Plaintiffs reason that the statute is applicable to facts, such as these, where the *940 first action was dismissed without a decision on the merits. Although a dismissal with prejudice normally creates a res judicata bar to any later action, they contend that the mere insertion of the words "with prejudice" in a judgment that memorializes a disposition that is not on the merits cannot defeat the operation of the statute and, therefore, that ORS 12.220 applies here and res judicata does not.

As far as we or the parties find, the relationship between ORS 12.220 and res judicata has not been explored in any opinion by Oregon appellate courts under circumstances where either would apply in the absence of the other. We need not do so here, because we disagree with plaintiffs' starting premise that ORS 12.220 can have any application to these facts. In Fuller v. Safeway Stores, 258 Or. 131, 481 P.2d 616 (1971), the court held that a dismissal of an action for want of prosecution does not give rise to the one-year extension for filing under ORS 12.220.[2] The court later explained, in Hatley v. Truck Insurance Exchange, 261 Or. 606, 613, n. 1, 494 P.2d 426, 495 P.2d 1196 (1972), that "[t]here is a distinct policy reason for denying the benefit of the statute to a plaintiff who has by inaction allowed his claim to be dismissed for want of prosecution."

Although plaintiffs' complaint in intervention was not expressly dismissed for failure to prosecute, the circumstances are analogous. Plaintiffs were not ready to proceed on their complaint in intervention, because they had failed for over a year to take a measureobtaining new counsel that was essential to their ability to prosecute the action. Indeed, the court's order striking the complaint made clear that plaintiffs' dilatoriness was part of the basis for the dismissal. It recited that plaintiffs had appeared through three different attorneys and did not then have one to prosecute a complaint that was originally filed more than three years earlier. We hold that ORS 12.220 is not applicable and that the court was therefore correct in ruling that the action is barred by res judicata. See Tikka v. Martin, supra, n. 2.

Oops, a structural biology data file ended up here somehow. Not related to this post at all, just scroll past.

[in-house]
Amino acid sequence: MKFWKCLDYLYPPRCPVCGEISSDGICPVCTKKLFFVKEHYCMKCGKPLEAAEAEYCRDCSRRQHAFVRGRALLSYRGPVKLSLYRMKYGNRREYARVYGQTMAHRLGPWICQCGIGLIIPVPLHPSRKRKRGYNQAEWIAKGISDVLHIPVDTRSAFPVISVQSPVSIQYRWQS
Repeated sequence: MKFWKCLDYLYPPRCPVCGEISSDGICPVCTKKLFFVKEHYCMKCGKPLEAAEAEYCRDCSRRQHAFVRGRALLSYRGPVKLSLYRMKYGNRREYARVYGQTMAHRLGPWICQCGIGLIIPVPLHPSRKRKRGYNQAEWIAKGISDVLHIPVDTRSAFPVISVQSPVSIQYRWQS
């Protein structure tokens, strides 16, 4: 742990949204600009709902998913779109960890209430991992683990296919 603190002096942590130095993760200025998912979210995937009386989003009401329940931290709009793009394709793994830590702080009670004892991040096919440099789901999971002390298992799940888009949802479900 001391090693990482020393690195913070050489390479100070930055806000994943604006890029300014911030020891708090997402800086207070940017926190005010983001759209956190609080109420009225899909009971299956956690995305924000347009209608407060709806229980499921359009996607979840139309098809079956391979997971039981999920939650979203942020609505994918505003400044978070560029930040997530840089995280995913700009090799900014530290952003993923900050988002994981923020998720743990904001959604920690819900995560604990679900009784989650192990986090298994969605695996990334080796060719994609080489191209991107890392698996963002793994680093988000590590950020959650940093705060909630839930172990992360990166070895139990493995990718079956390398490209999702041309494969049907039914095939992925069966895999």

Plaintiffs' remaining assignment and supporting argument state in their entirety:

"The trial court erred in granting Defendants sanctions of attorney fees for Plaintiffs' failure to appear for depositions. "Instead of reiterating all the material included in the several documents in the file concerned with this Assignment of Error, Plaintiff[s] [refer] the Court to those documents, and [request] that this Court find that the trial court abused its discretion in awarding attorney fees, and that that award be reversed."

Defendants respond that, under ORAP 5.45(3), we should not review this assignment, which requires us to search the record. They are correct. More fundamentally, the argument makes no point that we could review.

Affirmed.

NOTES

[1] No issues are presented that involve the Vaughans' FED claim. For purposes of this opinion, our reference to the Vaughans' action relates only to plaintiffs' claims. No argument is made that the interests of the corporate plaintiff differ from those of the individual plaintiffs.

[2] The court overruled its contrary dictum in White v. Pacific Tel. & Tel. Co., 168 Or. 371, 375, 123 P.2d 193 (1942). In Tikka v. Martin, 271 Or. 287, 292, 532 P.2d 18 (1975), the court quoted the disapproved dictum, without noting that it had been overruled. There is no reason to infer a conscious effort on the court's part to revitalize the language that concerns us. The White quotation referred to some situations to which ORS 12.220 applies and some to which it does not. In Tikka, the issue before the court paralleled one of the situations to which, it had said in White, the statute does not apply.